In determining that our client was capable of Sedentary work Lincoln relied on our client’s own doctor’s opinion – or more accurately, how it was presented on Lincoln’s biased claim form. The form Lincoln sent to our client’s doctor for completion to determine physical ability only provided an option to check a box that indicated Sedentary, Light, Medium, Heavy or Very Heavy physical ability. There was no option to select below a Sedentary level, nor was their space designated for the doctor to write their opinion or elaborate on their selection. In turn, our client’s doctor selected the severest level of restriction – Sedentary.  That indication was all it took for Lincoln to deny the claim by asserting that our client’s doctor said she could work. As Attorney Jessup would argue in his appeal, that conclusion flew in the face of all the available medical evidence and opinions of our client’s doctor as set forth in the medical records.

The Appeal.

Unlike any other insurance company, Lincoln has a mandatory two levels of appeal before a lawsuit can be brought in federal court to secure benefits under ERISA. As such, this was our client’s last opportunity to provide information needed to support her inability to work. Due to the nature of our client’s medical condition Attorney Jessup knew from handling numerous disability claims for clients with Multiple Sclerosis that it would be important to verify physical as well as cognitive limitations our client was experiencing. Attorney Jessup knew that Lincoln would try to downplay and compartmentalize our client’s symptoms in an attempt to argue that our client’s complaints were all subjective in nature, and therefore unable to be verified outside of her own report.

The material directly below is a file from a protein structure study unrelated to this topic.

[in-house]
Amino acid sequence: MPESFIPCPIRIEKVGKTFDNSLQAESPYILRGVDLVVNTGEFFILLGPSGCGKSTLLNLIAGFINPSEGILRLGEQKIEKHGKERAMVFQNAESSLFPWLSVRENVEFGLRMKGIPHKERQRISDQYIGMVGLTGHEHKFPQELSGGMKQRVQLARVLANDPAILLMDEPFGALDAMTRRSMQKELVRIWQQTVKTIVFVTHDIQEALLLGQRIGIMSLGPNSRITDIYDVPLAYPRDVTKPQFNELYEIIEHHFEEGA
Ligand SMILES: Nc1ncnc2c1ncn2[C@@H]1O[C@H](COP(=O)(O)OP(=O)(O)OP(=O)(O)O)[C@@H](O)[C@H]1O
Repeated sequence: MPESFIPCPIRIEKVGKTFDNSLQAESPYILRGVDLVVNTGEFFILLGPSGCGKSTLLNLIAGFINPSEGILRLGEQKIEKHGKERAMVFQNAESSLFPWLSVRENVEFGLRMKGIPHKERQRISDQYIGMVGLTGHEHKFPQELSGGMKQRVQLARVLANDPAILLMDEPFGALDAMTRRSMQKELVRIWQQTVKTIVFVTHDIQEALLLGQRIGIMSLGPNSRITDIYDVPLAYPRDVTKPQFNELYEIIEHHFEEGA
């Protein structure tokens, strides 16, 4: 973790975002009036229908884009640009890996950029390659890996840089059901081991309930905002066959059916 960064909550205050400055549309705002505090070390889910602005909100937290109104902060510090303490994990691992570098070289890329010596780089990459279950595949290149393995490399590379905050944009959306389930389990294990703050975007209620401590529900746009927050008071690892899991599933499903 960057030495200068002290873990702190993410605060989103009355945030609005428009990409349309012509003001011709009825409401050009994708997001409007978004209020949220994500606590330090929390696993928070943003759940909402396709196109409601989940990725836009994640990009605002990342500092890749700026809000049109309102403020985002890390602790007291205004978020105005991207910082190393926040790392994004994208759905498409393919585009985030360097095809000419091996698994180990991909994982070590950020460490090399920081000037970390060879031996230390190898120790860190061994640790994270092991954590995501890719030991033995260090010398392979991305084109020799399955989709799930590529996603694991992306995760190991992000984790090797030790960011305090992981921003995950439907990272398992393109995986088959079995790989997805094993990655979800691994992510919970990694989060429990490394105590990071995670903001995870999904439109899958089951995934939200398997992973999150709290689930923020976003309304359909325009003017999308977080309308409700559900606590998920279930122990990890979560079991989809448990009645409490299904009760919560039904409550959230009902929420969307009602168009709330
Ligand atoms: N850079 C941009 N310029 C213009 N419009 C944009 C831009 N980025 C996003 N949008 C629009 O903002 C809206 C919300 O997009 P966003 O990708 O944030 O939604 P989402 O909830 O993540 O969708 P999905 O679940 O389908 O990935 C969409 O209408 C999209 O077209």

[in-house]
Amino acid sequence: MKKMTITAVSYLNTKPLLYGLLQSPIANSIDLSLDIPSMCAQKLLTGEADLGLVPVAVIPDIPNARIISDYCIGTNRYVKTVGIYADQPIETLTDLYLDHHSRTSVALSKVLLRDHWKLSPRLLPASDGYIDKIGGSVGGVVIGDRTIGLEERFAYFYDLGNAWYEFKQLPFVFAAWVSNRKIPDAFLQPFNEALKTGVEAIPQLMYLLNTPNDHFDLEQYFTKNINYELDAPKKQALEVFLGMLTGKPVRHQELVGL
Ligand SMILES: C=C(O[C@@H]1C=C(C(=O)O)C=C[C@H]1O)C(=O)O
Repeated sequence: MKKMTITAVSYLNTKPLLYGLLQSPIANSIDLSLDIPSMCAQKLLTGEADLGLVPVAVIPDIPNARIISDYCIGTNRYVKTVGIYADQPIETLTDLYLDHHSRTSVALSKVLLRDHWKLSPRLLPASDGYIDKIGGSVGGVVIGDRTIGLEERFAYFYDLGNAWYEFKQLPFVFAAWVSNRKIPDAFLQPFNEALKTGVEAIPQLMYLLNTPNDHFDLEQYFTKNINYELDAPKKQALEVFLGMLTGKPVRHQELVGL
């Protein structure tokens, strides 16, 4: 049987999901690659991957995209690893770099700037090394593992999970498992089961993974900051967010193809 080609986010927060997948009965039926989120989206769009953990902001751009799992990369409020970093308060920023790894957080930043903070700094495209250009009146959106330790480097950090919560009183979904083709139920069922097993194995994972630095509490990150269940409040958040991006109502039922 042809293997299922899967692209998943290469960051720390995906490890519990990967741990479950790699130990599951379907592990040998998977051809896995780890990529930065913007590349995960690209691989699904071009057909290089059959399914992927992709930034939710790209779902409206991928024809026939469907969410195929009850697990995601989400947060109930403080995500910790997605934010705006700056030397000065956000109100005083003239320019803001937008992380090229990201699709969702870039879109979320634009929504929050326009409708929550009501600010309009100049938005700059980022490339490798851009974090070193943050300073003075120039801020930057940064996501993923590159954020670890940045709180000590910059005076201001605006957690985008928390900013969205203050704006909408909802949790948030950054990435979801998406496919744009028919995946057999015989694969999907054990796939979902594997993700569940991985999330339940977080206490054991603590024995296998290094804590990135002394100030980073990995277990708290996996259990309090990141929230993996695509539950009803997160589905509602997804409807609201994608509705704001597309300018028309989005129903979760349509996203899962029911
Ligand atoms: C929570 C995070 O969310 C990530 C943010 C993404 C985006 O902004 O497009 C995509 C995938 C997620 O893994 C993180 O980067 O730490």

To combat this, Attorney Jessup arranged for our client to undergo a functional capacity examination in order to verify physical restrictions and limitations as well as neuropsychological testing in order to document the cognitive limitations our client was working. By taking this approach Attorney Jessup knew he could prove our client did not have the ability to work at a “Sedentary” demand level as Lincoln argued in the denial letters, as well as prove our client would not be able to meet the cognitive demands of her occupation. Once the tests results were back Attorney Jessup then had a vocational analysis performed by an expert to serve as further evidence of our client’s inability to perform the material duties of her occupation.

Lincoln approves short term disability, but long term is still undecided.

Although Lincoln had 45 days under the law with which to render a decision on the appeal, within a month of filing the appeal Lincoln approved our client’s claim through the maximum short term disability benefit period. Although Lincoln insures our client’s long term disability policy the award of short term disability benefits did not mean our client’s long term disability claim has been approved. Lincoln’s long term disability department forwarded claim forms to be completed in order to determine our client’s right to long term disability benefits. Attorney Jessup continues to represent our client through this process.

Do you need help with Lincoln?

If your claim has been denied by Lincoln or you have questions regarding your claim please feel free to contact our office and speak to Attorney Jessup or one of our other disability attorneys to discuss your rights and assess how we may be able to assist you.